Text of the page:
The conventional retail sector, along with related business models, has undergone a considerable period of turmoil. The business is still being shaken up by the quick advent of e-commerce and the development of social media platforms as digital storefronts. Retail branding has changed as a result of all of these changes. The emergence of the internet as a significantly influential channel (both in terms of generating awareness and revenue-earning capabilities), branded experiences becoming more significant than brands, and the blending of the physical and digital worlds in the brand funnel journey are three major factors that have redefined the concept and principles of retail branding.
Mark During, CMO of BrandLoyalty and Managing Director of APAC, has participated in numerous successful (loyalty) campaigns and product launches throughout his career. He has also assisted in the creation of an agency from the ground up and repositioned a supermarket brand, which led to the chain’s ranking as the fastest-growing in South Africa for nine years.
Beginning of Mark’s Career
Because of the industry’s immense size and scope, as well as the fantastic exposure it offers to any young individual starting their career, Mark was first lured to the grocery retail sector. He believes the reason he chose to continue working in retail was because he understood the positive social influence it can have. Supermarkets may be crucial in lowering living expenses, holding governments accountable, and improving the accessibility of essentials for citizens of a nation. This was especially true when he began his retail career, in South Africa.
He says, “When viewed through the lens of the socio-economic impact your role can play on a society, you can actually see the positive social change you are able to bring to a country and its people.”
The largest grocery chain in Africa at the time, which had operations in over 17 nations, was where Mark began his retail career. The turbulence of trading in Africa rapidly taught him the value of discipline and attention to every detail. He spent 15 years working at Shoprite before relocating to Australia to work for Coles.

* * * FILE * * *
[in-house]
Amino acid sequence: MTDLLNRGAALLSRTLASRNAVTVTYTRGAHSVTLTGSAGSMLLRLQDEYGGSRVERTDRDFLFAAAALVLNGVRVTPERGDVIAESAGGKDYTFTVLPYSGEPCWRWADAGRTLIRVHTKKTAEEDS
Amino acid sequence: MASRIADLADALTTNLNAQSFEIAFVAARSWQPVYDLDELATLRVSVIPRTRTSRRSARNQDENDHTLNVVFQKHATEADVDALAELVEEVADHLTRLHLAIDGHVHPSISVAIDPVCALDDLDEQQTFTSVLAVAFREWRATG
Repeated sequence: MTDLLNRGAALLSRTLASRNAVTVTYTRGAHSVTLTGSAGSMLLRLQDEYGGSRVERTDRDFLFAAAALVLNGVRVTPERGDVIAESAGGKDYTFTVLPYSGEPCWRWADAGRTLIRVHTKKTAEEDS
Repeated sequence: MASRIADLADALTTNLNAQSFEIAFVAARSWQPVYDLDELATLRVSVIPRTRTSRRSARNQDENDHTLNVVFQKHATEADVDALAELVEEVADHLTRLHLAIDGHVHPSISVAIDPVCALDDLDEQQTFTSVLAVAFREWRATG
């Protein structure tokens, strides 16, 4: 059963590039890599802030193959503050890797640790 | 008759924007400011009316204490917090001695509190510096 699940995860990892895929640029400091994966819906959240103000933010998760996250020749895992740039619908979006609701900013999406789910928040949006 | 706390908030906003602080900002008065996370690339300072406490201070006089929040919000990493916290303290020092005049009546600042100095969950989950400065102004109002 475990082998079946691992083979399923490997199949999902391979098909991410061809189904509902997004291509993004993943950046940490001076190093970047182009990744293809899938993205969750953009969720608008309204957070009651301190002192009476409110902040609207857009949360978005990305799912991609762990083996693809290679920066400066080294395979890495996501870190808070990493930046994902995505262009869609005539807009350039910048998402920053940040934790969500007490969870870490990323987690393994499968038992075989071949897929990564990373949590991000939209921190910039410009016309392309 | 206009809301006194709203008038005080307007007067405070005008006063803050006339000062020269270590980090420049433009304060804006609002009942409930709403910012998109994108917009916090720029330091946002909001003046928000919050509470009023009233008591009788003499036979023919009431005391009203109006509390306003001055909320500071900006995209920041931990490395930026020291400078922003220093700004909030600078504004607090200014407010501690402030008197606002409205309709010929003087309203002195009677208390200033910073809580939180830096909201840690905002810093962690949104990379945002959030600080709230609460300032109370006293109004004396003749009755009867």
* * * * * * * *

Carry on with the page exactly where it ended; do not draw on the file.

BrandLoyalty is the top global provider of campaign-based loyalty solutions for high-frequency merchants across industries. It collaborates with 12 of the top 20 grocery retailers in the world to develop and implement significant trade-driving and brand-building initiatives that annually impact over 1 billion consumers. With locations in 19 cities, the firm portrays itself as a mini-multinational that provides services to over 160 merchants in over 60 countries.
The company collaborates locally with its retail clients to co-create unique solutions that inspire true, quantifiable consumer behavioural change throughout their network of stores, leading to observable benefits such as notable basket and transaction increases, solid program ROI, and boosted NPS. Mark states, “We partner with our clients to develop the strategy, craft the mechanics, build the concept, and implement and roll out the program, tying in with all key functional areas of our retail partners, including the Marketing, Operations, Merchandise, Procurement, Supply Chain, and Legal and Compliance teams.” With 375 programs launched globally in the last 24 months alone, BrandLoyalty’s creative and data-led campaigns continue to excite customers across the globe.
Prioritizing Innovative Ideas for Improvement
Any firm that lacks innovation just stagnates. The staff at BrandLoyalty firmly believes that progress is the only path to growth, and as a result, management actively promotes innovation throughout the company. According to Mark, innovation might occur from merely discovering more effective company procedures rather to only developing brand-new, original items or thoughts. All ideas are accepted at BrandLoyalty, where innovation has a broad scope.
The team at BrandLoyalty is always coming up with new ideas to improve how the company’s core services are delivered. Mark asserts, “Being able to underwrite our risk better than our competition through bespoke forecasting engines allows us to invest in other, more dynamic, business opportunities.”
For instance, BrandLoyalty recently received approval for a patent for a standalone device that may dispense flat packs and/or stamps without POS connectivity, even though the customers’ tickets are kept in a retailer’s app. One of the company’s workers came up with the idea in response to the development of self-service checkouts and to address the absence of staff interaction at these locations.